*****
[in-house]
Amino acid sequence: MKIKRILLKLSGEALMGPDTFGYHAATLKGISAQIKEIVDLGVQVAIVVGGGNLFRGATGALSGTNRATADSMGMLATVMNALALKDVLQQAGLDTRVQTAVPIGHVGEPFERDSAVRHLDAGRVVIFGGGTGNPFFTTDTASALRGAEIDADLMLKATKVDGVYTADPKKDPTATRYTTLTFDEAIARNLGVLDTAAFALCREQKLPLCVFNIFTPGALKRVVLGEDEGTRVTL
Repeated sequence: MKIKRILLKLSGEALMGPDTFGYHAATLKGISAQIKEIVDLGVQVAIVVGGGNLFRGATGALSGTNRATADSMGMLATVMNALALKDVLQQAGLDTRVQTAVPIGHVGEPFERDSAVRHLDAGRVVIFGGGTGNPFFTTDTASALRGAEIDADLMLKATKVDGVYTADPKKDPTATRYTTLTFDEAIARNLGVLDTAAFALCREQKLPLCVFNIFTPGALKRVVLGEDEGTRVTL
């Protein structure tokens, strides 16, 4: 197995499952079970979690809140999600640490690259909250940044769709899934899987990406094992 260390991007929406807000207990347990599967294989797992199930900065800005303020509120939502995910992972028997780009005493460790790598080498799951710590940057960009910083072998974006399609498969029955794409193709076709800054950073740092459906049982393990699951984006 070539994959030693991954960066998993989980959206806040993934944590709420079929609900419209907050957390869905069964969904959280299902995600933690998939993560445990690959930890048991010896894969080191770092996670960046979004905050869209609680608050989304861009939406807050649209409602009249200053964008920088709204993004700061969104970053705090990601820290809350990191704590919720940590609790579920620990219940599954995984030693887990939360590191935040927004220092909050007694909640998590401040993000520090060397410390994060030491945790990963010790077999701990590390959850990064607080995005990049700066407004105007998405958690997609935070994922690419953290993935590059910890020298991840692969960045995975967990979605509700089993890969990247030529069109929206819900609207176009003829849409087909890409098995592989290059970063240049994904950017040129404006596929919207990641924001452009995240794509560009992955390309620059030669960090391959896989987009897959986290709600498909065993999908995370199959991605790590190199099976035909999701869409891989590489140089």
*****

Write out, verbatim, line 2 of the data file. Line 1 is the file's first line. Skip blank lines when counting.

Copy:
Amino acid sequence: MKIKRILLKLSGEALMGPDTFGYHAATLKGISAQIKEIVDLGVQVAIVVGGGNLFRGATGALSGTNRATADSMGMLATVMNALALKDVLQQAGLDTRVQTAVPIGHVGEPFERDSAVRHLDAGRVVIFGGGTGNPFFTTDTASALRGAEIDADLMLKATKVDGVYTADPKKDPTATRYTTLTFDEAIARNLGVLDTAAFALCREQKLPLCVFNIFTPGALKRVVLGEDEGTRVTL